I just learned that one of my dearest friends in the world–an Army medic who has served in far too many conflicts and wars (Bosnia, Macedonia, Africa, Iraq three times, Afghanistan three times), risking her life again and again to save the lives of others– is facing a court martial. I don’t know the details. I do know that she suffers from horrific PTSD. I do know that she is an honest and honorable person, a practicing Buddhist and a conscientious objector, who has repeatedly refused to carry a weapon in some of the most dangerous places in the world. I am deeply concerned for her, and I wish her peace. I include her in my thoughts and meditations every day.
Her case raises so many questions, and for me (and for so many other people), they are up close and personal. She was young when she joined the military, and she is now one of its most experienced, veteran medics. Why is that my friend has spent 15 out of the last 18 years of her life in war? Well, that’s because the United States has been at war or involved in some conflict. How many other nations in the world are continually involved in conflicts abroad? What is “democratic” about forcibly and violently installing democracies around the world? Why do we invest so many of our tax dollars and GDP to feed the frenzied war machine, driven in no small part by the companies like Halliburton and KBR? Why is it that the pundits equate support for conflict with support for the men and women who are sent into conflict? And, what has this country and its violent foreign policy asked of my friend and of too many other men and women of this country???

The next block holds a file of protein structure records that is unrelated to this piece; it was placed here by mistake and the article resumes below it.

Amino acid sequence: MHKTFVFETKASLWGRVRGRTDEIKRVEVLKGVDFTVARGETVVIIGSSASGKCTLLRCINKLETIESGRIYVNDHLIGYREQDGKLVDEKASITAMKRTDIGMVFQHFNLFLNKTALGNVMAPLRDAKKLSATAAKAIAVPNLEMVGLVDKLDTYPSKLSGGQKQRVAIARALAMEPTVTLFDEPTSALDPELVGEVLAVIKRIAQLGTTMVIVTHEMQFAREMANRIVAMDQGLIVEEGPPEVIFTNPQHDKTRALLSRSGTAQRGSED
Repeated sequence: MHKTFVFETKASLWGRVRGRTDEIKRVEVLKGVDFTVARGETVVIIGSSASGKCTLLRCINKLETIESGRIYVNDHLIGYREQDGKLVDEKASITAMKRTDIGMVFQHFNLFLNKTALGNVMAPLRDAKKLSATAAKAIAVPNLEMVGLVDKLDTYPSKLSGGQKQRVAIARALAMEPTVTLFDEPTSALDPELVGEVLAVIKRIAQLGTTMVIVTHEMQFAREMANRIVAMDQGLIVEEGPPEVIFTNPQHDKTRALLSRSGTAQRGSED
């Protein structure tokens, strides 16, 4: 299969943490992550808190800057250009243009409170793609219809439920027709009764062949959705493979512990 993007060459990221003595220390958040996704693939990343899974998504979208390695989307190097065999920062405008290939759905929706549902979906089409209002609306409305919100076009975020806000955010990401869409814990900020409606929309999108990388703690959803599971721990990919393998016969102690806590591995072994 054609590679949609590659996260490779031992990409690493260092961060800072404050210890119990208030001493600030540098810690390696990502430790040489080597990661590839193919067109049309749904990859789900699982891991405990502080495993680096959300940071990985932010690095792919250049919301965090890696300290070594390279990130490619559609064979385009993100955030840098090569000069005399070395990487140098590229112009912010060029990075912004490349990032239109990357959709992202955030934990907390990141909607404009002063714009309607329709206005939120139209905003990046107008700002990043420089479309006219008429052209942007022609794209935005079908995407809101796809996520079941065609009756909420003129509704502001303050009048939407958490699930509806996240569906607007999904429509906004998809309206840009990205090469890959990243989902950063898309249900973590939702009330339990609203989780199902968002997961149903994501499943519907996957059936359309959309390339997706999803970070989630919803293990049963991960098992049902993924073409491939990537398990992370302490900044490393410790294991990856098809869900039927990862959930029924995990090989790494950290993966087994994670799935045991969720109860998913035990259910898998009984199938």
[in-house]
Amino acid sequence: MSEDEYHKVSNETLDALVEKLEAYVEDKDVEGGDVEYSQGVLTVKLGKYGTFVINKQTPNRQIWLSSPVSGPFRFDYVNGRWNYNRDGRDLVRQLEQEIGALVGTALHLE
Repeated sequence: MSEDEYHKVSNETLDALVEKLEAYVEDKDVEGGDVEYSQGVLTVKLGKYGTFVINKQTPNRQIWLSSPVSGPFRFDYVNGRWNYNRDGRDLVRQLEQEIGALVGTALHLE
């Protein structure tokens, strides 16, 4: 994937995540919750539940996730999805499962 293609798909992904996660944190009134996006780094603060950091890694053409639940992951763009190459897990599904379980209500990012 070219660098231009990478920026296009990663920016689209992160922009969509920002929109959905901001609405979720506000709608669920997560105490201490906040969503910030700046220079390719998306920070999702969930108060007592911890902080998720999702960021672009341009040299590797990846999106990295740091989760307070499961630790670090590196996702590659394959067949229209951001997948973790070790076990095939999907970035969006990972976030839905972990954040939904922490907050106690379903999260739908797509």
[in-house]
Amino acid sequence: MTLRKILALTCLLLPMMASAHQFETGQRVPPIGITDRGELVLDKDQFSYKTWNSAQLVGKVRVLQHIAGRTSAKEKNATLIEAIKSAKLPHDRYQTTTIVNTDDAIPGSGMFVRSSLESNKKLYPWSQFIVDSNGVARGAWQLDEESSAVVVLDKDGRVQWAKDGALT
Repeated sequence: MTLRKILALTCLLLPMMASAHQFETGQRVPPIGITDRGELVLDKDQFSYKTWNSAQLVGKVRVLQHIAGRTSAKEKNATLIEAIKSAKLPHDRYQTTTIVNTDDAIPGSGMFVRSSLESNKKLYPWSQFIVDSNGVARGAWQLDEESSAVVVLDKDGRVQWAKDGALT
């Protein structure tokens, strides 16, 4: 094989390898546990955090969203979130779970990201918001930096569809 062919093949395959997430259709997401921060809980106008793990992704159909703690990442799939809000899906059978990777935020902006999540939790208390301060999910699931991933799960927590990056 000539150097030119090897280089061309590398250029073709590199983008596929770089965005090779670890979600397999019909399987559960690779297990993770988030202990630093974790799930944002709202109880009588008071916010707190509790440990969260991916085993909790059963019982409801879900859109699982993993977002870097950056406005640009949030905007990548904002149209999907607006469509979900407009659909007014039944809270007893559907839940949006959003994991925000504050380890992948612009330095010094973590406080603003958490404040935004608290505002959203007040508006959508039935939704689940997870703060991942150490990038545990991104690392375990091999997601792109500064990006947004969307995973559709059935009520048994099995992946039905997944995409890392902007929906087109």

I dream of living in a nation that forgets the idea of patriotism in favor of upholding peaceful and collaborative world citizenship. I dream of living in a world in which the meaningless death of Afghan citizens means as much to us as the deaths of our own soldiers. And, I dream of living in a world in which my friend can hang up her boots and live in peace.